June 3, 2019
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Jennifer L. Shaw
London: Reaktion Books, 2017. 256 pp.; 100 color ills.; 80 b/w ills. Cloth £ 30.00 (9781780237282)
“I’m obsessed with the exception. I see it as bigger than nature. It’s all I see. The rule interests me only for its leftovers with which I make my swill. In this way, I deliberately downgrade myself. Too bad for me” (102). This quote from Claude Cahun, drawn from Cahun and Marcel Moore’s 1930 publication, Aveux non avenus (Disavowals), appears about three-quarters of the way through Jennifer L. Shaw’s Exist Otherwise: The Life and Works of Claude Cahun. However, its... Full Review
May 31, 2019
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Michael Marrinan
Los Angeles: Getty Research Institute, 2017. 400 pp.; 136 color ills.; 59 b/w ills. Hardcover $69.95 (9781606065075)
Gustave Caillebotte has long presented historians of nineteenth-century art with contradictions: here was a champion of and participant in the Impressionist movement who grew up with privilege and became, by dint of his father’s business acumen, a millionaire. Accounts of his artistic production (working from a scant archive) must always contend with how Caillebotte could produce paintings that look more naturalist than Impressionist and would seem to presage social critiques more common... Full Review
May 29, 2019
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Denise Murrell
Exh. cat. New Haven, CT: Yale University Press, 2018. 224 pp.; 177 color ills. Cloth $ 50.00 (9780300229066)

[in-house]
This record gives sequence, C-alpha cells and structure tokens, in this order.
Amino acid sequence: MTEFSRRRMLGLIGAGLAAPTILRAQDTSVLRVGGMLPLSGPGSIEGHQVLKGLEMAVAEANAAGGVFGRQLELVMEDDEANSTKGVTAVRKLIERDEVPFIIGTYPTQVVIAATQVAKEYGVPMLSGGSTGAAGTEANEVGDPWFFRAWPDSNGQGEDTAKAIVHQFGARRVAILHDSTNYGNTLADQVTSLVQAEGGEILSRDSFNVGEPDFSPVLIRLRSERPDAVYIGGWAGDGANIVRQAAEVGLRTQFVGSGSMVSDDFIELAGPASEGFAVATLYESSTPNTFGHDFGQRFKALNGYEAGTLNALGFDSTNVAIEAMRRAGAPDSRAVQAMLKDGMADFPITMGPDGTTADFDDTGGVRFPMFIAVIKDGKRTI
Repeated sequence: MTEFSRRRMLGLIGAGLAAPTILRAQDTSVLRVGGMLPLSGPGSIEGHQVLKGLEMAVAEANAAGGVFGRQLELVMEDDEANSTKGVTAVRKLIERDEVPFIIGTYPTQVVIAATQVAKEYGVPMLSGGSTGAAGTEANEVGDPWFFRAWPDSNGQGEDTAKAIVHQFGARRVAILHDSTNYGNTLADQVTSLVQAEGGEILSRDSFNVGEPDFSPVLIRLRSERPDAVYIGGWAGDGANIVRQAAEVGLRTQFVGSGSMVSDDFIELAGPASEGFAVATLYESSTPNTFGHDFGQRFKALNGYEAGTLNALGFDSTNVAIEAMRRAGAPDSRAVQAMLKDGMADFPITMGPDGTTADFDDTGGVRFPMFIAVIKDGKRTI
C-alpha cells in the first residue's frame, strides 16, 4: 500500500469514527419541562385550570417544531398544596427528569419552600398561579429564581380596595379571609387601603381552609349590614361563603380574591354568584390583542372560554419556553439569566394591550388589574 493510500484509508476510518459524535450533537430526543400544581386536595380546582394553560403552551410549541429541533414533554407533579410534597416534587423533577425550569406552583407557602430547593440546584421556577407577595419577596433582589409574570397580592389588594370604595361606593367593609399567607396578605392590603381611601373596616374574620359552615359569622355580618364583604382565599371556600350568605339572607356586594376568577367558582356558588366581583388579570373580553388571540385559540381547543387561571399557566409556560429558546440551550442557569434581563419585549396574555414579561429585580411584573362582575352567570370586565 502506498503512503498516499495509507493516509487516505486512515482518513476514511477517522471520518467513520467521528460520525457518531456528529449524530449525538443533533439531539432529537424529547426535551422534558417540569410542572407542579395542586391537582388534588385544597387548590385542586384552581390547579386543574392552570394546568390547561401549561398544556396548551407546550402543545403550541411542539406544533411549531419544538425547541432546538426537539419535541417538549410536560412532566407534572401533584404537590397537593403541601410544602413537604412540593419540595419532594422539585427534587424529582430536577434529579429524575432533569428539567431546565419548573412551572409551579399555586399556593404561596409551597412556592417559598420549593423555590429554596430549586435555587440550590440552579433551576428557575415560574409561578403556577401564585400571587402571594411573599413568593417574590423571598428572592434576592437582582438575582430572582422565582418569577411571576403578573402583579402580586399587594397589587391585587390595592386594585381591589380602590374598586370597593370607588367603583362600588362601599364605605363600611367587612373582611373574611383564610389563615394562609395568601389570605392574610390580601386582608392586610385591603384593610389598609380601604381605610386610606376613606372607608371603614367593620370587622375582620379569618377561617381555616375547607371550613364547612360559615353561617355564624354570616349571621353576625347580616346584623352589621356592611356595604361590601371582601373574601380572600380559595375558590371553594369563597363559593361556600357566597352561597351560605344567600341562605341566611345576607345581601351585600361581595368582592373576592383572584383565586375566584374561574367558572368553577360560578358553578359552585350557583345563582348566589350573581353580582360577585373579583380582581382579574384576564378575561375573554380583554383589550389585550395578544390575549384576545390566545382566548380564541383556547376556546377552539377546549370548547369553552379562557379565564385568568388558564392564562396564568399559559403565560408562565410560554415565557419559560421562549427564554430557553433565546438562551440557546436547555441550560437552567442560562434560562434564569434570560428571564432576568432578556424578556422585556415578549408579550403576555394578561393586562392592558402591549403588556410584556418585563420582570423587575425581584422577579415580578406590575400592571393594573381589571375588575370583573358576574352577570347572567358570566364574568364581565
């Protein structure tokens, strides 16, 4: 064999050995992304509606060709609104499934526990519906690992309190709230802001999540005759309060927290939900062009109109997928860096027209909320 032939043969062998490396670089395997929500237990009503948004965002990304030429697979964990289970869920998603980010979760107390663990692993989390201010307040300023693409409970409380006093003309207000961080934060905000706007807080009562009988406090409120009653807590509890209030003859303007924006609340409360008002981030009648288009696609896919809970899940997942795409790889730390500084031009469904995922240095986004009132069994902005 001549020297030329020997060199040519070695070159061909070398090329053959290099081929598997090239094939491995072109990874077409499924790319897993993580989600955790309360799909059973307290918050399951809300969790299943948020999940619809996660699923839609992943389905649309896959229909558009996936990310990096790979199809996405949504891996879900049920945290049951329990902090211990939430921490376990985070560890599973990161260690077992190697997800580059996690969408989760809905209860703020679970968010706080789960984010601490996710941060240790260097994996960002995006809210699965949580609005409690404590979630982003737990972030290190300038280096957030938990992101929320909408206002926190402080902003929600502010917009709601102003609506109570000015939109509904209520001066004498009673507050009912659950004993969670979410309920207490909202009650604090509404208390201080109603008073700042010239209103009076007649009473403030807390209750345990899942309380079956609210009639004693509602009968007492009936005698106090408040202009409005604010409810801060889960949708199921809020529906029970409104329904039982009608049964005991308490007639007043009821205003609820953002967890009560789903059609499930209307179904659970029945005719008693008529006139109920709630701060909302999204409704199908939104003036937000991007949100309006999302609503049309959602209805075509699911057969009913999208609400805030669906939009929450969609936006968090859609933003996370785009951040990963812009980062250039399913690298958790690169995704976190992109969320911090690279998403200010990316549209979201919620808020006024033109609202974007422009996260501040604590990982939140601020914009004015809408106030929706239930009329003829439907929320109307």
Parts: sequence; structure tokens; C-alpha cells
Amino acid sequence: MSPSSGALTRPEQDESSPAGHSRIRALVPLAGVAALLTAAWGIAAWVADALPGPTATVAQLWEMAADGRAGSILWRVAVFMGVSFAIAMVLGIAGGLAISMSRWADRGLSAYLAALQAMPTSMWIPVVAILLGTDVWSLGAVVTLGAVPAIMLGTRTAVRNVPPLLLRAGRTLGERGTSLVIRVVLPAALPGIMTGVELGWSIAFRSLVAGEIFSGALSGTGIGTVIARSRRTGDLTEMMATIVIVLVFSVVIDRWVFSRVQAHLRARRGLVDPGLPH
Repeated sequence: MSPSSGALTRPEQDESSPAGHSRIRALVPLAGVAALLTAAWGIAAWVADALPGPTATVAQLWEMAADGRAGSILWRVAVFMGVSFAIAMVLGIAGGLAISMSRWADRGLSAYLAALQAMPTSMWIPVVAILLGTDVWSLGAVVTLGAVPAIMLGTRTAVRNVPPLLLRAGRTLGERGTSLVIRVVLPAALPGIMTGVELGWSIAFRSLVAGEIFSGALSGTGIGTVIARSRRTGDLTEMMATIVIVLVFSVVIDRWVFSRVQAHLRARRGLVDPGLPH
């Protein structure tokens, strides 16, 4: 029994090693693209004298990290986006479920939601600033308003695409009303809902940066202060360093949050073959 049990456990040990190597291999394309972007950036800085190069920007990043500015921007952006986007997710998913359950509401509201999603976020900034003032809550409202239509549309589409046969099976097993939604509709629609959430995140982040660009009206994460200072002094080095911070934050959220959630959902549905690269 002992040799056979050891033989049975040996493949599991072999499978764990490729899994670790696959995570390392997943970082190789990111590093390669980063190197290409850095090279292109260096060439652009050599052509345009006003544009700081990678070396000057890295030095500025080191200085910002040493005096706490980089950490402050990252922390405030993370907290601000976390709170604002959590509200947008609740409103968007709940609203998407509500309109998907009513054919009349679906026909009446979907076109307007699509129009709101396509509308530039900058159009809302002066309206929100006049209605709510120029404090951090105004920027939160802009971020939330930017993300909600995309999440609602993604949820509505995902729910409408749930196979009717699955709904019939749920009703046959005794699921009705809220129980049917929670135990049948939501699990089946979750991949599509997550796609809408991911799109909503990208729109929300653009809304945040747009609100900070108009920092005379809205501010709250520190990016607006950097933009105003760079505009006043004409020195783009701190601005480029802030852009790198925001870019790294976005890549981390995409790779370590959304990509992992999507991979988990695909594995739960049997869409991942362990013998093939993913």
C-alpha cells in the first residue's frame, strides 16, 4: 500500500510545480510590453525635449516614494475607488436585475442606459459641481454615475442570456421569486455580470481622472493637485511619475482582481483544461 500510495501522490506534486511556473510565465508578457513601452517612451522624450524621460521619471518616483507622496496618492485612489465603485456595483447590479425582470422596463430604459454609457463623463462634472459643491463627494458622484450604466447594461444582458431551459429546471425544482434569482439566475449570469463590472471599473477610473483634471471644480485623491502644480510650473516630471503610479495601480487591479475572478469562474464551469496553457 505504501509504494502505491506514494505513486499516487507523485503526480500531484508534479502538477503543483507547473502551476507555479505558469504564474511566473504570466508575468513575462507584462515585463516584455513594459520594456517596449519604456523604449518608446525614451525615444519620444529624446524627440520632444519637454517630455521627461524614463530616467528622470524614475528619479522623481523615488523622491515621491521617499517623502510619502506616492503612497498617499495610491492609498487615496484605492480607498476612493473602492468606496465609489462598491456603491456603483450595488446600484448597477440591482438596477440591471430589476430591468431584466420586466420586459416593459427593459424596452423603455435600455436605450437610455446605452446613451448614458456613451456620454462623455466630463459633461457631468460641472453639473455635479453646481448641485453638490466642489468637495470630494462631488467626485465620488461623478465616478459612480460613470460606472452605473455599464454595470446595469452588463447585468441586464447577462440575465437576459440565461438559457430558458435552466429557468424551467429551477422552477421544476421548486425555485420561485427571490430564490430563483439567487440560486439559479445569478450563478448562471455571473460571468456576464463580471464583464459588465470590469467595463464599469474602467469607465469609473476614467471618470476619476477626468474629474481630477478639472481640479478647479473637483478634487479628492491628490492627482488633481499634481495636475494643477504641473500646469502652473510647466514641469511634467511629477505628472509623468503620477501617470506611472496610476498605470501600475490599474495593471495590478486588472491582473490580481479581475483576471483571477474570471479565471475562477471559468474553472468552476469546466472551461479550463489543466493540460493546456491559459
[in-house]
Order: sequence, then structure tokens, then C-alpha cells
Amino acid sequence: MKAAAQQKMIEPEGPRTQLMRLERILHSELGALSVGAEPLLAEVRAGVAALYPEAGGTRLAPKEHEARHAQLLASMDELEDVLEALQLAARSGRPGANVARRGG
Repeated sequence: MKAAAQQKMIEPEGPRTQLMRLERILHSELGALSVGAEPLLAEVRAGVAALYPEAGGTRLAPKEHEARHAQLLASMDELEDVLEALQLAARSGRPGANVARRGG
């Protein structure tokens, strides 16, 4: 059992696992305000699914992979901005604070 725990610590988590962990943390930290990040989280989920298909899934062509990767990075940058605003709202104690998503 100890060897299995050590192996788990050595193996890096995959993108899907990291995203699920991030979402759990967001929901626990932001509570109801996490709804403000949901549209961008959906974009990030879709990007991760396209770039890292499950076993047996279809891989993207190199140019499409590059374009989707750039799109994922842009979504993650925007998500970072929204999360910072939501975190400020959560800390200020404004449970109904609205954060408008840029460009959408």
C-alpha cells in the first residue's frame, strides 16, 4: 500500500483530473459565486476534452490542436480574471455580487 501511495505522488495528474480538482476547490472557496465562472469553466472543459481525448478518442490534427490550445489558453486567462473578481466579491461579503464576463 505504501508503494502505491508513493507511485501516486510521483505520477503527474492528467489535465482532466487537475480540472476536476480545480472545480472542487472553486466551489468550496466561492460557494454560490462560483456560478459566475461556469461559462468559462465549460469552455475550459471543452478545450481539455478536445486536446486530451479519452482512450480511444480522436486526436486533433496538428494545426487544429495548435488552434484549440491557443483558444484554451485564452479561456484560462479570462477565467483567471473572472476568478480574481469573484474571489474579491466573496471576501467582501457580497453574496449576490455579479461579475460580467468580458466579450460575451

Miriam and Ira D. Wallach Art Gallery, Columbia University, New York, October 24, 2018–February 10, 2019; Musée d’Orsay, Paris, March 25–July 14, 2019
Scholars are continually engaged in reassessing evidence, and if they are diligent and perceptive enough they discover new ways of seeing our world. Such is the achievement of Denise Murrell’s 2013 dissertation, “Seeing Laure: Race and Modernity from Manet’s Olympia to Matisse, Bearden and Beyond,” written for the Department of Art History and Archaeology at Columbia University under the supervision of Professor Anne Higonnet. Three of Murrell’s other committee members—Alexander... Full Review
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Gary Garrels, Jon-Ove Steihaug, and Sheena Wagstaff, eds.
Exh. cat. New York: The Metropolitan Museum of Art, 2017. 256 pp.; 120 color ills. Hardcover $45.00 (9781588396235)
San Francisco Museum of Modern Art, June 24–October 9, 2017; The Metropolitan Museum of Art, New York, November 15, 2017–February 4, 2018; The Munch Museum, Oslo, May 12–September 9, 2018
“My art has been an act of confession.” So opens the preface to Gary Garrels, Jon-Ove Steihaug, and Sheena Wagstaff’s exhibition catalogue for Edvard Munch: Between the Clock and the Bed, which took place in San Francisco, New York, and Oslo from June 2017 to September 2018. Edvard Munch (1863–1944) made this comment toward the end of his life, which is significant since the paintings he produced in his later years formed the focus of the exhibition and its accompanying catalogue,... Full Review
May 23, 2019
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Shelley Drake Hawks
Seattle: University of Washington Press, 2017. 304 pp.; 96 color ills. Cloth $65.00 (9780295741956)
Shelley Drake Hawks’s The Art of Resistance: Painting by Candlelight in Mao’s China is a valuable contribution to Chinese art history and China studies that illuminates the plight of artists during the Cultural Revolution (1966­­–76). Hawks argues that in spite of overwhelming oppression, Chinese artists endured the Cultural Revolution by visualizing their feelings of disillusionment and dissent through art. The expression “painting by candlelight” (ix) refers to the unsanctioned,... Full Review
May 22, 2019